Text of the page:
03/06/2010 - 00:00

Latitude 32 30-year plan

03/06/2010 - 00:00

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THE Property Council of Australia says the state government’s development plan for Hope Valley’s Latitude 32 industrial zone is a good first step to alleviating long-term industrial land shortages, but falls short in addressing short-term needs.

Latitude 32 30-year plan

THE Property Council of Australia says the state government’s development plan for Hope Valley’s Latitude 32 industrial zone is a good first step to alleviating long-term industrial land shortages, but falls short in addressing short-term needs.

Planning Minister John Day released the draft Latitude 32 district structure plan and revised master plan for public comment last week.

The plans will guide development of 1,269 hectares of industrial land at Hope Valley and Wattleup, adding to the 157ha Flinders Precinct, the only area of Latitude 32 currently being developed.

Mr Day said in a statement released last week that, over 30 years, Latitude 32 would deliver 14 commercial and industrial precincts for general industry, transport, commercial and business parks as well as resource recovery, parks and recreation zones.

At full development, the area is expected to provide up to 10,000 jobs, and the Western Australian Planning Commission recently nominated Latitude 32 as the preferred location for the proposed Kwinana Freight Terminal.

Property Council WA executive director Joe Lenzo told WA Business News the structure plan was a significant first step that ensured a good long-term supply of industrial land, but noted the land would be delivered in stages over 30 years.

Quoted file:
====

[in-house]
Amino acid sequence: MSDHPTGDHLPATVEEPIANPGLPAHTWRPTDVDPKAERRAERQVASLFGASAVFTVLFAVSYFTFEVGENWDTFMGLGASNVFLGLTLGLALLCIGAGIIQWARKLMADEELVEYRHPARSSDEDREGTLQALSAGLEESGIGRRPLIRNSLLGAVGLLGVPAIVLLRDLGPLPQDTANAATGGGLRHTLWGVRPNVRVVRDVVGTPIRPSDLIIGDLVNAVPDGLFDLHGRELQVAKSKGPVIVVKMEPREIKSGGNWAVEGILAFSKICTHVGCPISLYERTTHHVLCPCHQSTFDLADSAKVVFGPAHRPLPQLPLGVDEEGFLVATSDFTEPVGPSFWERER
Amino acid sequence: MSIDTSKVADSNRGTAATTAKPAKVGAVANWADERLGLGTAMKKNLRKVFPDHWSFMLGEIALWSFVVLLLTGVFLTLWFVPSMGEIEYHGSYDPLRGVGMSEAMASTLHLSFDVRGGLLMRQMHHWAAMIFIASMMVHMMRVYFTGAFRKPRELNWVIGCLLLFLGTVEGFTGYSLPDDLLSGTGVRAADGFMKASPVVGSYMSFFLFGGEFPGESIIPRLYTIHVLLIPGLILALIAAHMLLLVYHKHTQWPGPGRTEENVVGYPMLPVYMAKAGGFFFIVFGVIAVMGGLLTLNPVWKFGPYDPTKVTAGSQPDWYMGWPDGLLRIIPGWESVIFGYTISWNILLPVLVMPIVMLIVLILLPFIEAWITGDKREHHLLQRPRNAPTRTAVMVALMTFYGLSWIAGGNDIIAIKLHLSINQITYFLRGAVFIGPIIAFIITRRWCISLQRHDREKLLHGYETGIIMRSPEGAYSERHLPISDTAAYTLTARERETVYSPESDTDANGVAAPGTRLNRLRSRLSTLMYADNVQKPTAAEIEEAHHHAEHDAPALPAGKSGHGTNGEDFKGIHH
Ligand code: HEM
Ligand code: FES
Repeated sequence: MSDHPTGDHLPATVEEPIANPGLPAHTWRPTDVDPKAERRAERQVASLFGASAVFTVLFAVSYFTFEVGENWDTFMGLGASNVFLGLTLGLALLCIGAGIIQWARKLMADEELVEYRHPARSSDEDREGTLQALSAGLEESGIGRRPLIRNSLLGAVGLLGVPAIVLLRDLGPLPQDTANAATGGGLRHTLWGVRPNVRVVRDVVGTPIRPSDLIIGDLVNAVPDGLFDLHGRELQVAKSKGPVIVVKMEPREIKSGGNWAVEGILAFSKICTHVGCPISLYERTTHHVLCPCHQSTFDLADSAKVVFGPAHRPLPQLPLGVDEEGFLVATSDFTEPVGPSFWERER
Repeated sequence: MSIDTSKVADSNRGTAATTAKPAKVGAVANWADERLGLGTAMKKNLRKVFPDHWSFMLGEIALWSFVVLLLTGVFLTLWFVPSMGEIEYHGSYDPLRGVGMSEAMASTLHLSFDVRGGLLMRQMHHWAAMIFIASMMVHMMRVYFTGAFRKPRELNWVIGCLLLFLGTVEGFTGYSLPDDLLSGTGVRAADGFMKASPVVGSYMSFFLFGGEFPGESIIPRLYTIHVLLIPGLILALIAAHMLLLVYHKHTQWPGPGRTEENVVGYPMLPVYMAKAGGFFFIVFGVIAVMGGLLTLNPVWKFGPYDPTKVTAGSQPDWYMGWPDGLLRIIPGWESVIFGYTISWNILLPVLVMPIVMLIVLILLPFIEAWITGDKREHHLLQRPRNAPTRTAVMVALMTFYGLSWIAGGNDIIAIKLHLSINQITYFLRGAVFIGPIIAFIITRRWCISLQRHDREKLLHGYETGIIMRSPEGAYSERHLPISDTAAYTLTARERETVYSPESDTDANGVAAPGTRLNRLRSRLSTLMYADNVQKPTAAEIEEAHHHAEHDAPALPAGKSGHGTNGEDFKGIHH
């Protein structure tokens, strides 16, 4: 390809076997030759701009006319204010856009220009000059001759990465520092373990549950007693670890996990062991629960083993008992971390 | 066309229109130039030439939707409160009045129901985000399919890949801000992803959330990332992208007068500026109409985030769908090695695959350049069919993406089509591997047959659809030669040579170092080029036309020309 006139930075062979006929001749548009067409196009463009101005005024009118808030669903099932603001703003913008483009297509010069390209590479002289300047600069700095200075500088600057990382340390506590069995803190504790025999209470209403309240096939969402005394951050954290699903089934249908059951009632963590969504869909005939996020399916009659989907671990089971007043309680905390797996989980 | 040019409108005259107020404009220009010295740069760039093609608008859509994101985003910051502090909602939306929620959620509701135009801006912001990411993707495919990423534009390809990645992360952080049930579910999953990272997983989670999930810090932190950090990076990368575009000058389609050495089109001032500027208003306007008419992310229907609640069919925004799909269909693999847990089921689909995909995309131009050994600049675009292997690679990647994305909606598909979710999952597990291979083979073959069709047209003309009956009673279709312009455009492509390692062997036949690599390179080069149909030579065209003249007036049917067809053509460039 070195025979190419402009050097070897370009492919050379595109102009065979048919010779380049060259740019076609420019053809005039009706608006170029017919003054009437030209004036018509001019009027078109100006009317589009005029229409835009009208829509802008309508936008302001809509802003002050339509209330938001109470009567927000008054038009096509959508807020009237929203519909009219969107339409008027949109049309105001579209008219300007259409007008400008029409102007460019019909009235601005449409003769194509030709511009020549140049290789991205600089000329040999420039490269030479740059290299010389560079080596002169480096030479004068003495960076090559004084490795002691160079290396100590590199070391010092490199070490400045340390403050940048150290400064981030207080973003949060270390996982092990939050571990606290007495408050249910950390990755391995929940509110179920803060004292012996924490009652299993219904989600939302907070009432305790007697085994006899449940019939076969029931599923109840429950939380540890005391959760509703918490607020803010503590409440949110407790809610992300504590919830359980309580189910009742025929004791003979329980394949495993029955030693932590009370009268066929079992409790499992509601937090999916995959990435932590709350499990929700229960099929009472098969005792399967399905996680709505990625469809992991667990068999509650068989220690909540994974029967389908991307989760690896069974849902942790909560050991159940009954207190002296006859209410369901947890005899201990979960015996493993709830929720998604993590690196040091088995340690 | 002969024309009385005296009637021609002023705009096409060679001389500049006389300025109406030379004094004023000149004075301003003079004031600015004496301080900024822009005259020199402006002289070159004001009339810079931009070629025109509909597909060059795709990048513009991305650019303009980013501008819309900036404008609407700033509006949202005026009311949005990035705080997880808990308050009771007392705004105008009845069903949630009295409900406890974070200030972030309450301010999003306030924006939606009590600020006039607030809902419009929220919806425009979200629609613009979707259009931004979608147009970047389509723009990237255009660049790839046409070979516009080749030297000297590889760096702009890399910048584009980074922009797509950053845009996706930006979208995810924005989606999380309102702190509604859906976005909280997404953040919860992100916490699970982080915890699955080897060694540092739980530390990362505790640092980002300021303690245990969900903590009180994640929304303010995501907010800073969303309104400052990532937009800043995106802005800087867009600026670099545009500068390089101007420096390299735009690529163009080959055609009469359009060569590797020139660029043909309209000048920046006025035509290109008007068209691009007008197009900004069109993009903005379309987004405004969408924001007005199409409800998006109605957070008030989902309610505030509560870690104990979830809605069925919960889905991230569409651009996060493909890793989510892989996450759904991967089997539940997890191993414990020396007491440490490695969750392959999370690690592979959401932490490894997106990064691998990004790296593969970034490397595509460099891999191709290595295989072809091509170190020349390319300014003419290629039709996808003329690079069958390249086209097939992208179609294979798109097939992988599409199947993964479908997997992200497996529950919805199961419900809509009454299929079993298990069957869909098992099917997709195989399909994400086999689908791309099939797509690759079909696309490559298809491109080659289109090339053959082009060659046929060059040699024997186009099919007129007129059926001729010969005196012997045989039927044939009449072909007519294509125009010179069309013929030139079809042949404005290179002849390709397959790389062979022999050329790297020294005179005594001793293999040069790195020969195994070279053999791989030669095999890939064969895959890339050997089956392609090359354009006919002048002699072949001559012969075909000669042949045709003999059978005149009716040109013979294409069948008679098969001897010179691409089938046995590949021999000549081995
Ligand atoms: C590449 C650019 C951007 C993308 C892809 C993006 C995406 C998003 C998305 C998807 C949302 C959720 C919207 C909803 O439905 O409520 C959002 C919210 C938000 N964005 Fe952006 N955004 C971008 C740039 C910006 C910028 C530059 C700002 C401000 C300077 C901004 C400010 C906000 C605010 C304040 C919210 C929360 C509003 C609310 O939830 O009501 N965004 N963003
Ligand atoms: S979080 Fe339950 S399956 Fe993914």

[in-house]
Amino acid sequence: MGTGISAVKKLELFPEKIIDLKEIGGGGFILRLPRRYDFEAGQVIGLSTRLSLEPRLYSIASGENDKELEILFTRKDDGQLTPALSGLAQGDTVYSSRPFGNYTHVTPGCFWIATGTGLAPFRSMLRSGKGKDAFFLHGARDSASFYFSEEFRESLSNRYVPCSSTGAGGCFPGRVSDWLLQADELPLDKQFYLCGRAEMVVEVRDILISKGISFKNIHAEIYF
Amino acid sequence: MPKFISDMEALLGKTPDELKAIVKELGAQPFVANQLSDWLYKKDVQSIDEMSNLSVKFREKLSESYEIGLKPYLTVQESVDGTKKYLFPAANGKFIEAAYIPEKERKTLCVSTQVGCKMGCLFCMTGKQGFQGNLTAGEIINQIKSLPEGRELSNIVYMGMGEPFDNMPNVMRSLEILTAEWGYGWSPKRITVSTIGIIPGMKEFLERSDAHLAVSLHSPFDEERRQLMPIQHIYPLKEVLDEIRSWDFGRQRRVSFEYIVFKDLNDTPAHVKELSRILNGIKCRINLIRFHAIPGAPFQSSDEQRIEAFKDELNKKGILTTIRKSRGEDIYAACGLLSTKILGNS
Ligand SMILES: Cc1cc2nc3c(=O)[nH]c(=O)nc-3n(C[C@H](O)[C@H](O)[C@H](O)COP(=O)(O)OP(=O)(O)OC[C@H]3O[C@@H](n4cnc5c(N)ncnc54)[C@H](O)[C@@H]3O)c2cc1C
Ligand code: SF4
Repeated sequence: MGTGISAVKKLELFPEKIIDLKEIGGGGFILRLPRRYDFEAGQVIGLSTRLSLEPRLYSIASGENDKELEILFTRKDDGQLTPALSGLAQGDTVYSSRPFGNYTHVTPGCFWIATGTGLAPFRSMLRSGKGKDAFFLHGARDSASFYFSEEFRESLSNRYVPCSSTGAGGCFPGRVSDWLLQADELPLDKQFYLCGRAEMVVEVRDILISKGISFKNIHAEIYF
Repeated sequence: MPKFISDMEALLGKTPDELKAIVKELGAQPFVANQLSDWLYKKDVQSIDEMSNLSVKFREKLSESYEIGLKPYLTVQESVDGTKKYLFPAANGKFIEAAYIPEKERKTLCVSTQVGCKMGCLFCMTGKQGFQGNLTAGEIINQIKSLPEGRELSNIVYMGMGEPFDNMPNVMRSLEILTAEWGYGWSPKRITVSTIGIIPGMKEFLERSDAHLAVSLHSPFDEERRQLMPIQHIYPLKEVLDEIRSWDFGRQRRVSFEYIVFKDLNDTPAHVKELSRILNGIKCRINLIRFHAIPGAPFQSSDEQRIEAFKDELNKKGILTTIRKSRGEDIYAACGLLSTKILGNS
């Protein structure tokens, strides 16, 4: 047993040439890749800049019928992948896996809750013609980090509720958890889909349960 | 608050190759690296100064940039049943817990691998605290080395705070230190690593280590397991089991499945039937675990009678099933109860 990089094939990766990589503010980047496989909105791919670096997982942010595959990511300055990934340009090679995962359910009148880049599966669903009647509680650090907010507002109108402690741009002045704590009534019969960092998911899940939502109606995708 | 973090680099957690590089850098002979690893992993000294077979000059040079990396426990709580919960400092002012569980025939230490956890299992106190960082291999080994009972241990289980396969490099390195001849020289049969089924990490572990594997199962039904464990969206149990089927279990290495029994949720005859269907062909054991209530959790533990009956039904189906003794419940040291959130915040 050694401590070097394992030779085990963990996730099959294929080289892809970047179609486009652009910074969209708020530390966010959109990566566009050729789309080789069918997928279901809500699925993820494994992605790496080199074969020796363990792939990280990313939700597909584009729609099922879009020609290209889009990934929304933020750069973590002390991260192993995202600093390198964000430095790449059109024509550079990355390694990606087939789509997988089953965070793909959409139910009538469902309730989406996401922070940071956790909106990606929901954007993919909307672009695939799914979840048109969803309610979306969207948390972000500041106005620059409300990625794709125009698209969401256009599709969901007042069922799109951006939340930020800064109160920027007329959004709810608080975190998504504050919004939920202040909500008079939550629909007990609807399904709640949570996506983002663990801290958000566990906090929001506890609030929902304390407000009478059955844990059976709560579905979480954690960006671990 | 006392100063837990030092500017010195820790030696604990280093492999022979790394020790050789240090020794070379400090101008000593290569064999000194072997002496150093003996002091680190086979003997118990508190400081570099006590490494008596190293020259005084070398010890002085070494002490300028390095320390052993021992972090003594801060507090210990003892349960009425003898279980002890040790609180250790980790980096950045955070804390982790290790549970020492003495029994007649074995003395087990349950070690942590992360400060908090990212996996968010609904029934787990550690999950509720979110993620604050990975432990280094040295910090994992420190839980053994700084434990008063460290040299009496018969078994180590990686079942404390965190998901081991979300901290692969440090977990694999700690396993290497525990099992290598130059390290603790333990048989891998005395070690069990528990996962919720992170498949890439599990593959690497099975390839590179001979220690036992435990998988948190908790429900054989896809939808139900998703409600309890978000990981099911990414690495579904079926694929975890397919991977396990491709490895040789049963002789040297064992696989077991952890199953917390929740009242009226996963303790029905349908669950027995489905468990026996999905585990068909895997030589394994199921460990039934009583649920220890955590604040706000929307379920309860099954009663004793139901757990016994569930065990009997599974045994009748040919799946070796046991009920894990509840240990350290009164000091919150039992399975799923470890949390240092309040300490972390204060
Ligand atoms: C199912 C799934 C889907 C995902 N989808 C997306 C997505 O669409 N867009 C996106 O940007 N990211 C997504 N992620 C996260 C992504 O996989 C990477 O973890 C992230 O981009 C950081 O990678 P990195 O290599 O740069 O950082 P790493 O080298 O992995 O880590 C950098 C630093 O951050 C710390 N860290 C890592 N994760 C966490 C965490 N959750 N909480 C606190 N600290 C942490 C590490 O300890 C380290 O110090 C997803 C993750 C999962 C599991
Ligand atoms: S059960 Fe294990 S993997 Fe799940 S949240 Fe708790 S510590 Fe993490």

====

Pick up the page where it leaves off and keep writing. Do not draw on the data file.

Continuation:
Mr Lenzo said the Property Council had examined the state’s industrial land strategy, and recommended in the short term, over one to three years, that industry needed 200ha of development-ready land delivered at Latitude 32.

“If this period of response and refinement takes another 12-18 months, then this announcement misses the point when it comes to the short-term requirement of industrial land,” Mr Lenzo said.

“In the long term, in having a bank of industrial land, it’s a good thing they have done, but in the short term, unless they nail these approvals and make it development ready, there is an issue.

“It is complex and you have to now move fairly quickly to make the land development ready. It’s got lots of issues with buffer zones, it’s got issues regarding community acceptance, and it’s got issues regarding environmental approvals.

“At the moment, all of those things haven’t been tied up, so the initial press release and acknowledgement that it’s gone out and there is a structure plan is good, but now comes the hard work.

“We’re saying it’s a good response, but if you’re going to get the first couple of hundred hectares ready for the short term, you better start cracking the whip now.”

 

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